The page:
Health & Science
The physics of feline drinking; The heavy have better noses; Job stress harms women’s health; The downside of daydreaming
The physics of feline drinkingCats show a mastery of fluid dynamics every time they take a drink of water, researchers have found. Like most other carnivores, they can’t fully close their mouths to create suction the way humans do. Dogs solve the problem by curling their tongue into a cup-like shape and scooping up water, which can be a sloppy process. Cats are classier. Using a high-speed camera, researchers at MIT learned that a cat curls the tip of its tongue downward and merely touches it to the water’s surface. As the tongue is quickly drawn back, it pulls up a column of liquid, which the cat captures by snapping its jaws shut. The key is timing: Cats know instinctively when the inertial force that keeps the water flowing upward will be overcome by gravity pulling it downward. “There is a time when the volume of a column is at a maximum, which is the time at which the cat closes its jaw,” study author Roman Stocker, a biophysicist at MIT, tells BBC.com. The researchers calculated the ideal lap rate for felines of different sizes and confirmed it by filming big zoo cats as they drank. Stocker had been moved to study the phenomenon by watching his own cat, Cutta Cutta, lapping at its water bowl. “I realized there was an interesting biomechanics problem hidden behind that very simple action.”
The heavy have better noses Overweight people have a heightened sense of smell, reports the London Telegraph, and that may be one reason why they eat too much. Researchers in England exposed a small group of volunteers, both slim and overweight, to the odors of cooking herbs in varying potency. They found that people are generally more sensitive to food smells after eating than before, and that the effect is even more pronounced for overweight subjects—particularly if they’ve eaten a full meal. This group’s “higher sense of smell for food-related odors” may encourage them to keep eating when they don’t need to, study author Lorenzo Stafford, a psychologist at the U.K.’s University of Portsmouth, tells BBCnews.com.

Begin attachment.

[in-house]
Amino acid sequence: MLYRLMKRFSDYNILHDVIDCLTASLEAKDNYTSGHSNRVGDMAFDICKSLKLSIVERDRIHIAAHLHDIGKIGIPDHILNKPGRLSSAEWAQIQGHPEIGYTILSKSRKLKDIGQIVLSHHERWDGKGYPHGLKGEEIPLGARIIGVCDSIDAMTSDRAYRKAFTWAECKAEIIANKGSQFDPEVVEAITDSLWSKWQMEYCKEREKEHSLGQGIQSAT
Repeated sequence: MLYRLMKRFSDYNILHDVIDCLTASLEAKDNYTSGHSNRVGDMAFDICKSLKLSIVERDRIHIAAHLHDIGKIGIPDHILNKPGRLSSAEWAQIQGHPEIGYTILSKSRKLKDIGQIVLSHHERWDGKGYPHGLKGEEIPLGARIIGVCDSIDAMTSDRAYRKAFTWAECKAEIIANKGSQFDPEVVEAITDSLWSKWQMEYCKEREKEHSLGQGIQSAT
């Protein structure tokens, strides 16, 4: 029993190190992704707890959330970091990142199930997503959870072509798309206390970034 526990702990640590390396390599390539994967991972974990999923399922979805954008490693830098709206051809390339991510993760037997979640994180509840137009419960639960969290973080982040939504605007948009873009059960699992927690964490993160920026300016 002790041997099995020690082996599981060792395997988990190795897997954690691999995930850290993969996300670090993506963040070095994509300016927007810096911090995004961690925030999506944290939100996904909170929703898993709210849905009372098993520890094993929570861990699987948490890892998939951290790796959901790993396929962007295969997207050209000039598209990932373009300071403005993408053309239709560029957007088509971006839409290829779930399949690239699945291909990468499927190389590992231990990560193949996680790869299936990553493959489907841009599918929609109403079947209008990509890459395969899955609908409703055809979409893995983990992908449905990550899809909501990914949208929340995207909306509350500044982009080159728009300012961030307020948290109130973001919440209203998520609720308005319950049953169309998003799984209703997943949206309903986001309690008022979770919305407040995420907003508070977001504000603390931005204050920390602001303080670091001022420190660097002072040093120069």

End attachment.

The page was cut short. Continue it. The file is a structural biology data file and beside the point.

Job stress harms women’s healthHaving a stressful job raises a woman’s risk of needing heart surgery by 40 percent and almost doubles the likelihood that she’ll have a heart attack. Those are the sobering conclusions reached by Michelle Albert, a cardiologist at Brigham and Women’s Hospital in Boston, based on a long-term study of more than 17,000 mostly older white women employed in health care. The women were asked in 1999 to assess how much stress they encountered at work. Ten years later, Albert found that those classified as having the most demanding jobs—and the lowest sense of control over how they do them—are paying a high price in cardiovascular health. The link between job-induced stress and heart problems has been well established for men, but this federally funded study is the most significant look yet at its impact on women, who make up 47 percent of the workforce while bearing a heavier burden than men at home. “Women have to be particularly attuned to the issue of various stressors in their lives and seek help to manage them,” she tells NPR.org.
The downside of daydreamingMany people may wish they had more time for daydreaming, but a study by Harvard researchers has found that people are actually less happy when their minds are wandering. Through the website Trackyourhappiness.org, more than 2,200 volunteers downloaded an app for their iPhones that asked them at random intervals what they were doing, whether they were thinking about something else, and how they felt on a scale of zero to 100, bad to good. Subjects queried while having sex averaged 90 on that scale, and only 10 percent of them had their minds on anything else. But when they were pursuing most other activities, the subjects’ minds were apt to stray; 65 percent of those interrupted while engaged in personal grooming, for instance, said they were daydreaming. The study’s most surprising finding is that everyone caught daydreaming expressed the same degree of unhappiness, no matter what they were doing. “The rate of mind-wandering is lower for more enjoyable activities, but when people wander they are just as likely to wander toward negative thoughts,” co-author Matthew Killingsworth tells The New York Times. The best predictor of happiness at any given moment, it appears, isn’t what you’re doing, but whether you’re fully engaged in doing it. And, according to the study, people’s minds are elsewhere 47 percent of the time.